Should Christians Study Philosophy?

Dr. Gillian McKeith  (borrowing a famous old saying), entitles her Channel 4 TV programmes; ‘You Are What You Eat’. But this old saying is certainly not true! It should read ‘You Are What You Think.’  The AV puts it perfectly: ‘For as a man thinketh in his heart, so is he’ (Prov 23:7).  It’s the way we think; that which comes from the inside, which shapes our actions and our whole lives (c.f. Matt 15:19). 
Our worldview, our philosophy of life – the amalgam of our views in every area; religion, history, science, ethics etc, – is therefore clearly of fundamental importance.

Some people study philosophy in depth, either generally, or in a specific area (say history), and even make their living from it.  Although some of the thoughts and conclusions of ‘professional’ philosophers may be very complex, they’ll often eventually percolate down to be accepted by society in general.  A classic example of this can be found in the assertion by Immanuel Kant (1724-1804) that nothing whatsoever could be objectively known about God.  Since Kant’s time, the perceived reliability of scripture and Christian tradition has been seriously undermined, and his basic thesis in this regard is accepted by the ordinary, thinking person in the street as being patently obvious. However, the majority of these same people would understand very little of Kant’s original writings. (And nor do I!)

Although we all have our own philosophical views, many Christians are unhappy about getting involved in the study of philosophy; of looking at different worldviews, either generally or in particular. One biblical text which may account for their attitude is Colossians 2:8: ‘See to it that no one takes you captive through hollow and deceptive philosophy, which depends on human tradition and the basic principles of this world rather than on Christ.’ There’s also a line of Tertullian (c AD 150-230), which says; ‘What has Athens to do with Rome?’ This is often quoted in lectures, sermons and Christian writing to suggest that philosophy and Christianity have nothing in common with each other (1).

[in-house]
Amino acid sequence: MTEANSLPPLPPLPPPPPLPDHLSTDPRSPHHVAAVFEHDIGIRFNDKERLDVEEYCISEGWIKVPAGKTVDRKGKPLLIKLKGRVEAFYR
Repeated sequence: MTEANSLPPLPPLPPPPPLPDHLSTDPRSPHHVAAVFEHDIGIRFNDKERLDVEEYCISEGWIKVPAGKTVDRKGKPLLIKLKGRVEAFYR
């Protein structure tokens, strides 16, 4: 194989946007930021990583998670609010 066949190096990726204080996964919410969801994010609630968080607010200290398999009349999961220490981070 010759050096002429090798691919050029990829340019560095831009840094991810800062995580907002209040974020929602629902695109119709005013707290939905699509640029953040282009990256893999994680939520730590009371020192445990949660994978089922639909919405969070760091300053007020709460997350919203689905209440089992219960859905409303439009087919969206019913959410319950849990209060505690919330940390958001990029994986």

But is Paul really saying that we shouldn’t look at different philosophical ideas?  His own writings are profoundly philosophical in many places, and he was not afraid to confront opposing worldviews when he came into contact with them (see Acts 17 for example).  Surely he would have had some idea of what, exactly, he was confronting! Are we to suppose that a well educated rabbi such as St. Paul had no idea what, for example, Stoics and Epicureans believed?  

What I believe Paul is saying is that we need to be careful that we’re not led astray by the many Godless ideas which surround us and with which we will inevitably come into contact (2).  Philosophy based on man’s own wisdom, rather than God’s wisdom, can lead us astray.  But surely this is just part of the nature of a fallen world. We can’t simply bury our heads in the sand and pretend there aren’t other ideas and beliefs out there; ideas and beliefs which challenge our own, and compete with them for the attention of those around us. Indeed, if we were to steer clear of all the areas which threatened to tempt us from our faith or to fall into sin, we would not try to help drug addicts, prostitutes, prisoners etc., for fear of being tempted into following their examples. Nor would we try to fight against abominations such as Jerry Springer, the Opera because we would be completely ignorant of what that so-called ‘work of art’ was saying and would therefore be incapable of opposing it!  And are we to be silent about the many ethical and philosophical questions thrown up by recent advances in medical research? Do we even have a right to hold a valid opinion or be heard on such topics if we’re not prepared to examine difficult issues and listen to the (often Godless and wicked) arguments of others?